Similarly to other countries in the region, but perhaps with a tougher stance, Argentina has banned all international commercial flight ticket sales to and from Argentina until September in an attempt to halt the spread of COVID-19 within the country. This policy may operate to further bolster the ability of state-owned and state-subsidized enterprises such as Aerolineas Argentinas to survive such downturns, while privately owned airlines such as LATAM Airlines Group, a Chilean-Brazilian airline with significant operations in Argentina, for example, would face an immense strain due to this ban.

Sovereign Debt Restructuring

Argentina’s multiple rounds of sovereign debt default are well-known. In 2001, the Argentinian government defaulted on US$100 billion of debt, triggering the worst economic crisis in the country’s history. From his inauguration, President Fernández and his administration have been keen not to subject the country to yet another default. However, today, as disruption in the global financial markets takes its toll on countries around the world, Argentina will likely undergo an impending default of about US$500 million in debt services on three of its foreign bonds. The government may consider pushing for a postponement of debt services until after the crisis, perhaps the only workable option to avoid falling into default during a recession that is expected to deepen as a consequence of the pandemic.

Nevertheless, the Argentinean government’s initial approach was to present a bond restructuring proposal on April 17, 2020 to divide its bonds into two general groups: (i) the Eurobonds issued by the Macri Administration and (ii) the bonds exchanged in the previous restructurings. The restructuring proposal also provides for a grace period for the government to adjust to current economic realities as well as regain access to the international capital markets. Analysts, however, expect international creditors to reject the plan since President Fernández will have about the same debt servicing obligations in all of the remaining years of his administration as the country currently has in one year. On April 22, 2020, Argentina announced that it did not make the US$500 million in debt payment that was due, thereby starting a 30-day countdown to a possible default on May 8th unless the government and creditors can reach an agreement before then.

Similar to the national efforts at restructuring its debt, the province of Buenos Aires offered its own bondholders a restructuring offer. However, bondholders stated that “the offer proposed by Buenos Aires was ‘not based on credible policy efforts or forecasts that bondholders can support’ since ‘the terms of the offer do not reflect the province’s reasonable payment capacity and the offer will not lead to a consensual resolution but rather, it will lead to a failed debt restructuring, likely default and a protracted period of uncertainty that will inhibit investment and economic recovery in the province’.” The province of Buenos Aires must pay around US$200 million on May 1st or be in default.

According to the Financial Times, “[s]ettling Argentina’s debt issue was widely seen as essential to solving its economic woes, including a recession now in its third year and inflation of about 50 percent. But any sense of urgency in government for doing so has diminished since the spread of COVID-19.” As mentioned above, President Fernández has made it clear that economic growth will take a back seat to the well-being of Argentinean citizens. However, “the damage to [Argentina’s] national accounts from the response to the [COVID-19] outbreak and global recession will hurt for years, maybe decades. In the same way, it isn’t clear where the limit between a quarantine to contain the virus and its negative economic effects lies—the point at which the future impact of saving the economy today will come back to haunt [Argentina] in the form of excessively high deficits is impossible to ascertain.” This begs the question of whether the cure is far worse than the disease.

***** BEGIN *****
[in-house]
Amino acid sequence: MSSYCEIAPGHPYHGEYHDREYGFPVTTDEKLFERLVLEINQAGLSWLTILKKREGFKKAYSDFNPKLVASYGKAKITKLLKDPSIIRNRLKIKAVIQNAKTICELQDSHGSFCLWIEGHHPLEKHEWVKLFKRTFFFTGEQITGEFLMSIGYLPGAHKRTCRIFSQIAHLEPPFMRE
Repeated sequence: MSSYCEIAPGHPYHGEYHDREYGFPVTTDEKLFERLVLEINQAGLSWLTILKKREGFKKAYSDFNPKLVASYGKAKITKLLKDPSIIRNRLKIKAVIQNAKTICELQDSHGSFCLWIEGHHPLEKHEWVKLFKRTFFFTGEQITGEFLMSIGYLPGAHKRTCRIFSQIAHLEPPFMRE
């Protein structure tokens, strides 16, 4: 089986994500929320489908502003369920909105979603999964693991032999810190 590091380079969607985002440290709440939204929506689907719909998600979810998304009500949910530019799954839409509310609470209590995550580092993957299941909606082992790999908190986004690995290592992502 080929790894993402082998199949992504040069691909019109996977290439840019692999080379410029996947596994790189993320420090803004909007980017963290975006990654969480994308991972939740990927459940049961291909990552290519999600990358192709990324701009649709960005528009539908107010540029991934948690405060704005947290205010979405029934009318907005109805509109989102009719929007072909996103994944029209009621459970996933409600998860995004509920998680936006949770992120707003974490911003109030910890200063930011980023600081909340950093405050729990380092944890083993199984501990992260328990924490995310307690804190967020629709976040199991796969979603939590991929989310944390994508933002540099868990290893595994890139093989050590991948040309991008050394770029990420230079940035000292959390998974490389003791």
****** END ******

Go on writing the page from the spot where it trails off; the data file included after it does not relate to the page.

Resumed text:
Higher Local Oil Price

The COVID-19 pandemic has also affected the global oil market. While countries that form part of the Organization of the Petroleum Exporting Countries (OPEC) are trying to figure out how to share the production cuts from low oil prices and sales, Argentina decided to set a “higher local oil barrel price to protect the domestic industry from being further decimated” by the COVID-19 pandemic.[19] In a move to reduce its reliance on imports, Argentina began to produce around 500,000 barrels of “criollo barrel” per day with the goal of continuing to increase that number to target an energy surplus for this year.[20] Time will tell whether this move by the government will prove fruitful for the country and its citizens.


Peru Announced the Largest COVID-19 Stimulus Package in Latin America

In late March 2020, just within a month from the first confirmed coronavirus case in the country, as a necessary response to the COVID-19 pandemic, the Peruvian government announced a US$26.4 billion (90 billion Peruvian soles) stimulus package, which includes provisions for health spending, cash transfers, loan guarantees, and future infrastructure investment. Peru’s stimulus package, representing 12 percent of the country’s GDP, is the largest incentive package in Latin America in response to the dramatic effects of the pandemic.